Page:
500 million members. 207 countries. 25 billion dollar company. One name that connects us all. Facebook. This truly innovative and genius idea is accompanied by a heartbreaking and dramatic tale of it’s uprising. So dramatic, in fact, that various books have been written about the creation of Facebook. Most recently, and most notarized, this account was explored in the movie The Social Network. Directed by David Fincher, written by the brilliant Aaron Sorkin, this film is one that Peter Travers of Rolling Stone magazine calls, “better than the movie of the year, it also brilliantly defines the decade. It’s one of those rare movies that sums up the spirit of a generation and an era.” The Social Network was an outstanding piece of work that did extremely well at the box office as well as greatly reviewed by the critics. Unfortunately there were a few people who weren’t too fond of the film, to put it delicately. Namely, Mark Zuckerberg, the creator of Facebook. Many believed that the film painted him in a bad light and exploited mistakes he made when he was only 19 years of age (but really, were they mistakes?). Also people believed Aaron Sorkin, 2010 Oscar winner for Best Screenplay, took a few too many liberties. I have to disagree with all of these accusations. Because The Social Network is my favorite movie, I have seen it countless times and each time I watch it, I see how each person’s actions are completely justified; especially Mark’s. Sorkin conducted multiple interviews, including Harvard grad Natalie Portman, who had experienced the beginings of the facebook phenomenon first hand, since she was living on campus at the time. He also got a hold of the various transcripts from two lawsuits, one with Eduardo Saverin and the other with the Winklevoss twins. Through countless press interviews the actors made sure to differentiate between the character Mark Zuckerberg and the actual Mark Zuckerberg.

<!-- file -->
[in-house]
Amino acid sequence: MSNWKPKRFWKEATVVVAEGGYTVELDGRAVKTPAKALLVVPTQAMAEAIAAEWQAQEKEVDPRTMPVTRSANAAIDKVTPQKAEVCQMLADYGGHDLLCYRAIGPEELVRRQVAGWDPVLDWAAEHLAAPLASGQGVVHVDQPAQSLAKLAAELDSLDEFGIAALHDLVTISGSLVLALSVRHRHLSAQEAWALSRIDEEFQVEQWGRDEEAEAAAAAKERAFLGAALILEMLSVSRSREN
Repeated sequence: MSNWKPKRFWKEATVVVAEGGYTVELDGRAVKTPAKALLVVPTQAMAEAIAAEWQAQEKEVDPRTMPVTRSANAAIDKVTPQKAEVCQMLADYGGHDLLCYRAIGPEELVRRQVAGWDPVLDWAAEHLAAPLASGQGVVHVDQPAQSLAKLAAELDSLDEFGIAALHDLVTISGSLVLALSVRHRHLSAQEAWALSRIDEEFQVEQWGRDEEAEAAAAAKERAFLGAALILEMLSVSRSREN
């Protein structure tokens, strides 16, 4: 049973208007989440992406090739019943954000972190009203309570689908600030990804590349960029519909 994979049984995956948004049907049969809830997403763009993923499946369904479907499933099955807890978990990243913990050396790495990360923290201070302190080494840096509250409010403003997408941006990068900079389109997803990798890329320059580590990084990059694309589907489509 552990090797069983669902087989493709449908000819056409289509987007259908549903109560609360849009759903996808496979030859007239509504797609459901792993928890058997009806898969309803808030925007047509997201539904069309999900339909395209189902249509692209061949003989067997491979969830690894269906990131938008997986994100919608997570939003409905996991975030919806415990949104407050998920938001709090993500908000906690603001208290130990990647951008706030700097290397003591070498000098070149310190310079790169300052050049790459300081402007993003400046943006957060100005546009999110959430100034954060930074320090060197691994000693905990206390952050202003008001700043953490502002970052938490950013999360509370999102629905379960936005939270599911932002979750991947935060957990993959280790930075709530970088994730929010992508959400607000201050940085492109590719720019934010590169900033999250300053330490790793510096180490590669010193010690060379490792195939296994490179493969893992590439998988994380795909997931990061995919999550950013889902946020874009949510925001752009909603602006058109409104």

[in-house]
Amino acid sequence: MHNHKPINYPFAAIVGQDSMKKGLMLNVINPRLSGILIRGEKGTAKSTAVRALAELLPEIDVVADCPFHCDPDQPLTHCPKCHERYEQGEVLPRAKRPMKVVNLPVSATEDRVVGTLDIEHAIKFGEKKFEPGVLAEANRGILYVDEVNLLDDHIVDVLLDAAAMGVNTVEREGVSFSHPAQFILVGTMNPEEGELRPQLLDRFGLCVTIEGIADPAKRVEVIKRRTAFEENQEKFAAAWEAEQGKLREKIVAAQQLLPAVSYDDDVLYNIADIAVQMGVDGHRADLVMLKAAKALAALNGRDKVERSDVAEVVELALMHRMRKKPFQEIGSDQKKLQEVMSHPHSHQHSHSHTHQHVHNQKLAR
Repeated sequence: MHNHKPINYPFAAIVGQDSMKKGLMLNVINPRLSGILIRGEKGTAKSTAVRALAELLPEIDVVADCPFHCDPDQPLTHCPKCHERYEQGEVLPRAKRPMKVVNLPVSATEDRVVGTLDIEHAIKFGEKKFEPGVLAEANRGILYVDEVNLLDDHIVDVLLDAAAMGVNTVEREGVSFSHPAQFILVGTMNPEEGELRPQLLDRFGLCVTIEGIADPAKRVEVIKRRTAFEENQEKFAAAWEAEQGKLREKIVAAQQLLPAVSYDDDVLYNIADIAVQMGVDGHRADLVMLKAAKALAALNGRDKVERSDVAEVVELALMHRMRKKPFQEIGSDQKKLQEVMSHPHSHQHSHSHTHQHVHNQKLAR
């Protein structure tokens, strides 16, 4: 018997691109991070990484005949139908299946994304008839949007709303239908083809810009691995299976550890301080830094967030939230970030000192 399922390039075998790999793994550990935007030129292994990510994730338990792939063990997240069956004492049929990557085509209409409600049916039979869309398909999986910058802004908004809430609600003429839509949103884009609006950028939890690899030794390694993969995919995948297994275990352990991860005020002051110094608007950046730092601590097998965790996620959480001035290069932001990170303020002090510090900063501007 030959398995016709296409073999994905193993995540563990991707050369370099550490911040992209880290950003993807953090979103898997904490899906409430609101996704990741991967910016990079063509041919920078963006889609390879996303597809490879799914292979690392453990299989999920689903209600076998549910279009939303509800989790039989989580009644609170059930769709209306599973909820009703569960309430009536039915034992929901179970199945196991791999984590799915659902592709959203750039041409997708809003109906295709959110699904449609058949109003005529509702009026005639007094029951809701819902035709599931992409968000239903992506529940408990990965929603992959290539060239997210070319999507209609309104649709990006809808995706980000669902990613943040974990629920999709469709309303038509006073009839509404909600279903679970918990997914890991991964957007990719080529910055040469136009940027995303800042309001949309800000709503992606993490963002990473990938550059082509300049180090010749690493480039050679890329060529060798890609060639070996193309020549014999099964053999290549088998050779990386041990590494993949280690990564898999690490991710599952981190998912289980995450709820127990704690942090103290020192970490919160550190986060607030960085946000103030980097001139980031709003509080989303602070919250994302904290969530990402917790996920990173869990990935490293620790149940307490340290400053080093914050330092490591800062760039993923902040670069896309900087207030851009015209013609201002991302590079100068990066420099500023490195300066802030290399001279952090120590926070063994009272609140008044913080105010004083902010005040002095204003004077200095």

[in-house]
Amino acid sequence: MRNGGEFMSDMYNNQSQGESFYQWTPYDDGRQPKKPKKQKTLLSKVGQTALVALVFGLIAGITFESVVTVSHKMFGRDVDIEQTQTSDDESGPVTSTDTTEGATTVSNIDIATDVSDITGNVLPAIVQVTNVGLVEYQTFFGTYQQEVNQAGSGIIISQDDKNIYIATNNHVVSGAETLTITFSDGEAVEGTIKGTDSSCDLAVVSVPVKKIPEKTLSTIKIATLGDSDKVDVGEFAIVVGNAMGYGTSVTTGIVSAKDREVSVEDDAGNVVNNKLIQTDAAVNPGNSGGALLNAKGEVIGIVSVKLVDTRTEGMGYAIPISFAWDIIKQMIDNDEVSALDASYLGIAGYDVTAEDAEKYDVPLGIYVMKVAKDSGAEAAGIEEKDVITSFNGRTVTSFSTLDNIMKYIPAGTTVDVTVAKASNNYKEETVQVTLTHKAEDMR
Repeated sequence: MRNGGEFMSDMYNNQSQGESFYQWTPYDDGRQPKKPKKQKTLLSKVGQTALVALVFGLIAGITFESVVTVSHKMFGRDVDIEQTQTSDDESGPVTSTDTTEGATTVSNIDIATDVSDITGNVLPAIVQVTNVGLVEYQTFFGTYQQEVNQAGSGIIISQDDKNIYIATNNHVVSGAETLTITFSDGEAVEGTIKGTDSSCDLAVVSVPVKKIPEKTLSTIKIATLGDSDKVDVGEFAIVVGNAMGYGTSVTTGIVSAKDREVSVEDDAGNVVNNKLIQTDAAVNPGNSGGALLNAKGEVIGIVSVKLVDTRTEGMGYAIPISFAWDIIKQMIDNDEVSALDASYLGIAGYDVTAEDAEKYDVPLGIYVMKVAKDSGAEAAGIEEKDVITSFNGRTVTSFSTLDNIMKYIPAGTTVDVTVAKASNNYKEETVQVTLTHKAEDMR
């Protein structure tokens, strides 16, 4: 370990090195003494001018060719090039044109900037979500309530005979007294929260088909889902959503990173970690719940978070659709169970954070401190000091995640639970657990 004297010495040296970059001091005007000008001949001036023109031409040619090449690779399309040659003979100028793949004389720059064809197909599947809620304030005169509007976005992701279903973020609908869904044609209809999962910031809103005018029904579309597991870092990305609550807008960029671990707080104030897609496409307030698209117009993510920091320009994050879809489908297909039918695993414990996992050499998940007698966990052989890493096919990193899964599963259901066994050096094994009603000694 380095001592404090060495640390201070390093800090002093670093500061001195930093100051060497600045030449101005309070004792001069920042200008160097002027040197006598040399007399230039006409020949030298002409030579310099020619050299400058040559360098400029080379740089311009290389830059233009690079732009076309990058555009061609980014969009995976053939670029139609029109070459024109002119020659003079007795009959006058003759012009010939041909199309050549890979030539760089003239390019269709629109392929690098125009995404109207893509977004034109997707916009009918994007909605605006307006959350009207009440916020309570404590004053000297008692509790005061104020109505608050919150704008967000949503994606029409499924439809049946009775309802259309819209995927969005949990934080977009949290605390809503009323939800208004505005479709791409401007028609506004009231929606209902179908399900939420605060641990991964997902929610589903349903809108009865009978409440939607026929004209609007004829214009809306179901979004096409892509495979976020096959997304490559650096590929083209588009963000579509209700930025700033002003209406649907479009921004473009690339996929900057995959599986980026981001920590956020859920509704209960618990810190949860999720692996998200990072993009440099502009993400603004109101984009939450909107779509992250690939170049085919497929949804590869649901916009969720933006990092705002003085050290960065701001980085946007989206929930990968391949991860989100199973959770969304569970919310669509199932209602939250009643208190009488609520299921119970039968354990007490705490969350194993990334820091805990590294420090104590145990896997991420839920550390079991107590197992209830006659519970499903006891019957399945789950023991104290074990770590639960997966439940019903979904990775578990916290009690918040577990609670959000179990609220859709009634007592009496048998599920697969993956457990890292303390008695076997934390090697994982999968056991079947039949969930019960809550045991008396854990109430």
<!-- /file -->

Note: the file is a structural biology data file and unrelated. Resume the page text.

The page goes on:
When the movie came out, Mark Zuckerberg was careful not to publicly slam the film. I’m sure he knew that any controversy he began would just fuel the media and possibly promote the film further. Instead of hiring a crisis PR team, Zuckerberg turned to his company’s internal corporate communications group. As per adweek.com the first way they went about this was use one of Facebook’s co-founder Chris Hughes to speak what he felt was the truth about Mark Zuckerberg to New York Times. Then the communications group sought out The New Yorker, a highly respected publication to provide a fuller, in depth look at Mark Zuckerberg from his own personal perspective. When ever the press would question Zuckerberg about the film, he made sure to emphasize the fact that it is a work of fiction. I’ve listened and watch countless interview with the various cast and filmmakers of The Social Network and they always handle this situation extremely delicately. “‘I don’t want to be unfair to this young man whom I don’t know, who’s never done anything to me, who doesn’t deserve a punch in the face,” Sorkin said in one of several interviews. “I honestly believe that I have not done that.”‘ Jesse Eisenberg, who plays Mark in the film, never failed to mention how terribly uncomfortable this must be for Zuckerberg, to have the choices he made as a 19 year old permanently transcribed onto film and how gracious and sweet he’s been through all of this. Around the time of the release of the movie, Mark Zuckerberg donated $100 million to New Jersey schools. Eisenberg pointed out in an interview that he truly believes that Zuckerberg had the best intentions when doing so but whatever the motives behind that donation, $100 million is nothing to blink at. Zuckerberg also participated in a skit with Jesse Eisenberg when he was hosting Saturday Night Live in late January of this year poking fun at the situation. I believe Mark Zuckerberg’s actions throughout this past year to be amazing, he handled himself perfectly, laughing about the awkwardness in jest and donating to charity. If I were his PR team, I probably would’ve donated $100 million when I first got wind that there was going to be a Facebook movie and not publicize the donation within the week of release. But that is the only thing I would change!